Box Office: ‘War Room’ Stuns With $11 Million, Zac Efron’s ‘We Are Your Friends’ Tanks

We Are Your Friends Movie
Courtesy of Warner Bros.

The box office underwent a religious conversion this weekend as Christian crowds flocked to “War Room,” lifting the low-budget salute to prayer above the Zac Efron drama “We Are You’re Friends” and the Owen Wilson thriller “No Escape.”

Filmed for a mere $3 million and distributed by Sony’s Affirm division, “War Room” more than tripled its production budget in a single weekend, picking up $11 million from 1,135 locations. That also easily topped projections that had it debuting in the $4 million to $5 million range, although in retrospect those estimates were overly conservative given that advance ticket sales were unusually strong.

“These are the kind of outlier events that happen and wake everyone up to the fact that faith-based audiences are passionate and looking for content,” said Paul Dergarabedian, senior media analyst at Rentrak.

The film is the latest religious-themed hit from director Alex Kendrick and his brother, writing and producing partner Stephen Kendrick, the pair behind “Fireproof” and “Courageous.” It marks the biggest debut of their careers.

“There is so much love for this film,” said Rory Bruer, Sony’s distribution chief. “It starts with the Kendricks. They’re visionaries in this genre.”

Despite the success of “War Room,” “Straight Outta Compton” topped charts for a third consecutive weekend, becoming the first film to manage that feat since “Jurassic World.” The rap biopic about the early days of N.W.A pulled in an impressive $13.2 million, pushing its domestic total to $134.1 million. It is now the highest-grossing musical biopic, trumping the Johnny Cash drama “Walk the Line” and its $119.5 million domestic haul.

“War Room” reaffirms the potency of the faith-based market, ranking along previous hits such as “God’s Not Dead” and “Heaven is for Real,” but aside from its success, there was very little to celebrate. The month of August sputtered to a close as the trio of new releases failed to inject much life into ticket sales. The overall box office was down more than 20% from the year-ago period when “Guardians of the Galaxy” was still drawing big crowds. That comparison is problematic, however, given that Labor Day fell during that period and the holiday has been pushed back a week this year.

“No Escape,” a thriller about an American family ensnared in a violent political coup in a nameless Asian country, finished in fourth place with $8.2 million from 3,355 locations. It has earned $10.2 million since debuting on Wednesday. The Weinstein Company paid just under $5 million for rights to the film, which was criticized by some critics for being retrograde in its depiction of a developing country’s culture and politics.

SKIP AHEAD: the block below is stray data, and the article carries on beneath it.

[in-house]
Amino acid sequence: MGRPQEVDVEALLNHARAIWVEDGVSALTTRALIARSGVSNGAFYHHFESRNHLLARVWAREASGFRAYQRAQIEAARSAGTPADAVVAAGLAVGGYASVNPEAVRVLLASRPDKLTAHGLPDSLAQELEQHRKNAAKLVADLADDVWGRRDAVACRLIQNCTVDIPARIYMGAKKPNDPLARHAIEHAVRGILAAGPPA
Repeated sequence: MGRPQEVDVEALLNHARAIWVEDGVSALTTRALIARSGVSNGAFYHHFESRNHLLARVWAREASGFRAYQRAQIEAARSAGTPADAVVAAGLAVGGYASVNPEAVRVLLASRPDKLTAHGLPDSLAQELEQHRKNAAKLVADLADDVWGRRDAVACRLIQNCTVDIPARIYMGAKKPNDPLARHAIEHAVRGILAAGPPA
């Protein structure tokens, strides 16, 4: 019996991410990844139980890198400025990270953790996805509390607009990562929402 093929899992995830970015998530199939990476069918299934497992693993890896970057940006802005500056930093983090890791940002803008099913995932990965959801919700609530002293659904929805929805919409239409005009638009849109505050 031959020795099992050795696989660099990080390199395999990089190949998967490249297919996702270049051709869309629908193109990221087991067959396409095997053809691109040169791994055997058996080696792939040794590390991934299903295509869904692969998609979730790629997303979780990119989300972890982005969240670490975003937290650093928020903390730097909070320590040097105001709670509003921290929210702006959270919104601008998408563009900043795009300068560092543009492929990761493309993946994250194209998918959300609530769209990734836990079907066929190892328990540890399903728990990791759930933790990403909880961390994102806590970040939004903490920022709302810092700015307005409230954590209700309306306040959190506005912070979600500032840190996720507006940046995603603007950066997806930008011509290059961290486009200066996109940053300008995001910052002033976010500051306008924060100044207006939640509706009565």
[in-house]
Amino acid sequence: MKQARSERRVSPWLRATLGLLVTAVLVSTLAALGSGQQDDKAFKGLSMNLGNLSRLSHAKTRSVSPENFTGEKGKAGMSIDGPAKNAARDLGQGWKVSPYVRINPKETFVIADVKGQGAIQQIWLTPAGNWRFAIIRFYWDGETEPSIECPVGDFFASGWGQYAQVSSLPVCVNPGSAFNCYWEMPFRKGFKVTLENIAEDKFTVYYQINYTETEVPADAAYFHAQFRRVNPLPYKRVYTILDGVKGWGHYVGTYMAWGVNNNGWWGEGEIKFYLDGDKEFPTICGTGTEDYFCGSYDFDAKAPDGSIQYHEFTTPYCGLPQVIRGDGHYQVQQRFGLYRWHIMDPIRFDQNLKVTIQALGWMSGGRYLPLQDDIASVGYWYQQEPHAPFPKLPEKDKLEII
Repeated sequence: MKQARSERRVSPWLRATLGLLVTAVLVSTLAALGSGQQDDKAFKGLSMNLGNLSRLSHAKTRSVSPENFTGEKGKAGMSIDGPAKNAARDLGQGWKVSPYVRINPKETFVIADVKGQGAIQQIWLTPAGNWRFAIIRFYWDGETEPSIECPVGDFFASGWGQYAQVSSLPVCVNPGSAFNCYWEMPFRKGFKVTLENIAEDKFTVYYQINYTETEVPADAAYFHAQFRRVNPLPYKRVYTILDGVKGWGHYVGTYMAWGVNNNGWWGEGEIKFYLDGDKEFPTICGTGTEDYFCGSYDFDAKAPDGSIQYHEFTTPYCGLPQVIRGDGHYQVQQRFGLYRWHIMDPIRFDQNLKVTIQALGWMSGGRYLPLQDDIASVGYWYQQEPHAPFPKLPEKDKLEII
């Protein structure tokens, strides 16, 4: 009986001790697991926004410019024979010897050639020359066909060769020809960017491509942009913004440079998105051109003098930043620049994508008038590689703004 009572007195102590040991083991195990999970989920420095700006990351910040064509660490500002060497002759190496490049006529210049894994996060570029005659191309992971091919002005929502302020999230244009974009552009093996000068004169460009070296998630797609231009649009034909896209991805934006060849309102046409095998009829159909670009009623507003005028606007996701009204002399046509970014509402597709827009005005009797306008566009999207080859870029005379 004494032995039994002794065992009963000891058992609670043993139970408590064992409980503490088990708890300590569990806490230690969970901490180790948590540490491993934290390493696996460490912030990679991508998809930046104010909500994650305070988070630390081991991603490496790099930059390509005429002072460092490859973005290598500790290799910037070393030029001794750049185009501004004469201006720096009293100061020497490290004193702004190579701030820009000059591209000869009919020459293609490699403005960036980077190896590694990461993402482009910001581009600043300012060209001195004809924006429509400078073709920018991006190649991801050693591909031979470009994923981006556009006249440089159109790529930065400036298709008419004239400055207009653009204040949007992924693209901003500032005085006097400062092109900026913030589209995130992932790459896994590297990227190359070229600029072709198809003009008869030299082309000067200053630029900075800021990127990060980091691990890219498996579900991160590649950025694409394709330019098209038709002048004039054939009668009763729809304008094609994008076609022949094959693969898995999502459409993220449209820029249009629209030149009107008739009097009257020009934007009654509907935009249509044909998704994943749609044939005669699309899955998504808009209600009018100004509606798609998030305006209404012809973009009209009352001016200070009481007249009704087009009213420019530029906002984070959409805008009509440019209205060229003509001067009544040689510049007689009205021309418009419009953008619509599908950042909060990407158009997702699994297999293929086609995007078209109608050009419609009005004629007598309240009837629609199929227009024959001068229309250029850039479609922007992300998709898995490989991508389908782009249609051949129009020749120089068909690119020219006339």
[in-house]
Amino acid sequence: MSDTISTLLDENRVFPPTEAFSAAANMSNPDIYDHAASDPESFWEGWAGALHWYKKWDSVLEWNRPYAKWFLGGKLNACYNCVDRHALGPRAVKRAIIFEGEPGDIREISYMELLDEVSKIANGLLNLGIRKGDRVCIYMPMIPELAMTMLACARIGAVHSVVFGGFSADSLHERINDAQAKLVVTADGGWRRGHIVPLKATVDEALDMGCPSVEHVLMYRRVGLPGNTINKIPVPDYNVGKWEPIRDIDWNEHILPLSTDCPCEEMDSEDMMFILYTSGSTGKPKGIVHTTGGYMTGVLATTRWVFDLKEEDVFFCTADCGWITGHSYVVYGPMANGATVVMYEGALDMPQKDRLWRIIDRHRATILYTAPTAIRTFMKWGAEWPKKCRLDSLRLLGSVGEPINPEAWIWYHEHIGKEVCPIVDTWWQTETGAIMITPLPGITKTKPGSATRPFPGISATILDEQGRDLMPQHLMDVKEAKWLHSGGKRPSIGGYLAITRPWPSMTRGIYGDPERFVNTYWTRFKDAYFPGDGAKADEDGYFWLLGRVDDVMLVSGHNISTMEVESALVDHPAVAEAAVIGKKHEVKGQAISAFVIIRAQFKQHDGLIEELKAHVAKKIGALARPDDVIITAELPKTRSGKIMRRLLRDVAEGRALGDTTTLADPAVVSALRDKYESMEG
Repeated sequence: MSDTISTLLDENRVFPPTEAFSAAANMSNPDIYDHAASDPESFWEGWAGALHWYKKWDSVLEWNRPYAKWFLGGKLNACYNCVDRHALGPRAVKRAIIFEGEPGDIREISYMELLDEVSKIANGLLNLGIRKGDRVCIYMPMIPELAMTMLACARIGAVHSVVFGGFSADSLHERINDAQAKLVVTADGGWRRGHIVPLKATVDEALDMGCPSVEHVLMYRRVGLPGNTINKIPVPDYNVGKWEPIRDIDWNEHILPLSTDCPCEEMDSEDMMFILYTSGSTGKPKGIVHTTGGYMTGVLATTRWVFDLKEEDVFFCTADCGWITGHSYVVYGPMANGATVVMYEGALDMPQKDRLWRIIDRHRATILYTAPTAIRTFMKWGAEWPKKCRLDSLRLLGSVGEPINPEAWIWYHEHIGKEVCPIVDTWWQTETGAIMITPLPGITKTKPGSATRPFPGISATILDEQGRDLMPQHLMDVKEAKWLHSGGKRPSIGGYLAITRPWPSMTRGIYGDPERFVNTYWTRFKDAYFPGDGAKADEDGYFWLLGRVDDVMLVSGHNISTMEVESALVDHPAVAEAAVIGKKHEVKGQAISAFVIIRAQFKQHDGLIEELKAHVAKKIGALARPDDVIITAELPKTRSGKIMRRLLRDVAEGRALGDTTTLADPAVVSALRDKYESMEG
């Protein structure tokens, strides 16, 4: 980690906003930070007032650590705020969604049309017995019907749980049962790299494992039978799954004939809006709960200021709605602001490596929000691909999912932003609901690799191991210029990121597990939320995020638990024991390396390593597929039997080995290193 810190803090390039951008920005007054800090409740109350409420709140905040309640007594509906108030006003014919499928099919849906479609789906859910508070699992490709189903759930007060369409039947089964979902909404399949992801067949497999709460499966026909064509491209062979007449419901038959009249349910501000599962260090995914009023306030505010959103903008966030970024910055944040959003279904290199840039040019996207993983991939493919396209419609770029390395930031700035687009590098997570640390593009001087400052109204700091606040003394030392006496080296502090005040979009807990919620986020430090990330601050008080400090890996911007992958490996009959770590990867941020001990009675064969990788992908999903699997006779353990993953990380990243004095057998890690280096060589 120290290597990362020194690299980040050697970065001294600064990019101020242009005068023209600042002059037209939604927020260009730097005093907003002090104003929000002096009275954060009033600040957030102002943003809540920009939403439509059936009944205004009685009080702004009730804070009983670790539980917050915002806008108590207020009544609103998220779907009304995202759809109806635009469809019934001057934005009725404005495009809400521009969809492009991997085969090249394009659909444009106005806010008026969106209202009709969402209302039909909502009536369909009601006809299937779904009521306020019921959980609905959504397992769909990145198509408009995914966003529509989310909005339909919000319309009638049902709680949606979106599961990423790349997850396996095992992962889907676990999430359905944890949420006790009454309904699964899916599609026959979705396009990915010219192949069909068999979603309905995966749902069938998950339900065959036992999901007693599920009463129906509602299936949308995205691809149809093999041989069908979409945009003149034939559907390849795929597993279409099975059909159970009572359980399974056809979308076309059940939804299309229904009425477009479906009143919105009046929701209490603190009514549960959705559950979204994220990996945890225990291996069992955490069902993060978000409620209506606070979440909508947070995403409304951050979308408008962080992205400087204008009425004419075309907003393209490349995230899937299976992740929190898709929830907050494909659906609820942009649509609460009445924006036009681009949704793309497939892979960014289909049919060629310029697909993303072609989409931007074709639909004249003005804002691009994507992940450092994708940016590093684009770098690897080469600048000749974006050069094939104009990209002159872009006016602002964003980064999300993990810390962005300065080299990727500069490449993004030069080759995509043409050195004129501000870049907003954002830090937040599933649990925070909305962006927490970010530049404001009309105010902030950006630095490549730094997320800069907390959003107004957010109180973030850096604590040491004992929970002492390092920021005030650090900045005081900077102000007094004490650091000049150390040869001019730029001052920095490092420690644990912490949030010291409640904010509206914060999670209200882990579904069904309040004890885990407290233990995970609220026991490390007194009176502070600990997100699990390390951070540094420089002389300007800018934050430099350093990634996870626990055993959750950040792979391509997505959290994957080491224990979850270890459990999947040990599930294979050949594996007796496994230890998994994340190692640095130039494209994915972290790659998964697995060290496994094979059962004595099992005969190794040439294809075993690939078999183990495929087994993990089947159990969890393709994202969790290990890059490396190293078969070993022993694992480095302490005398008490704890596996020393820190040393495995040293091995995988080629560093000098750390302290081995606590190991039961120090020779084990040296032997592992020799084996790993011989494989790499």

“We’ll make money on it,” said Erik Lomis, the Weinstein Company’s distribution chief. “We’re not big spenders on the [promotion and advertising] side and we spent late and did a good job getting to our target audience.”

Not even the presence of Efron could lift “We Are Your Friends” at the multiplexes. The look at the electronic music scene bombed, eking out a paltry $1.8 million from 2,333 screens, making it the worst wide-release launch of the “High School Musical” star’s career and one of the lowest wide-release debuts for a major studio film in history. Given that dreary pedigree, it’s no surprise that “We Are Your Friends” fell far short of projections, which had it debuting to roughly $8 million. Warner Bros. spent $2 million to acquire it out of the American Film Market, limiting the studio’s financial exposure.

“We’re disappointed,” said Jeff Goldstein, Warner Bros. distribution executive vice president. “We believe in Zac and this was a passion project of his.”

The top five was rounded out by “Mission: Impossible – Rogue Nation,” which captured third place with $8.3 million, and “Sinister 2,” which nabbed fifth position with a $4.7 million finish. The latest “Mission: Impossible” has earned $170.4 million since debuting in July, while the second “Sinister” film has racked up $18.5 million in two weeks of release.

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  1. Tom says:

    “We Are Your Friends” is a terrible name.

  2. Tim says:

    Cheers, to Compton for another week on top.

  3. Reblogged this on HBS Talent Management and commented:
    Congratulations to my friends Alex Kendrick, Stephen Kendrick and Rich Peluso at Sony Affirm. They are the creators of the modern faith-based film genre.

  4. Jessica says: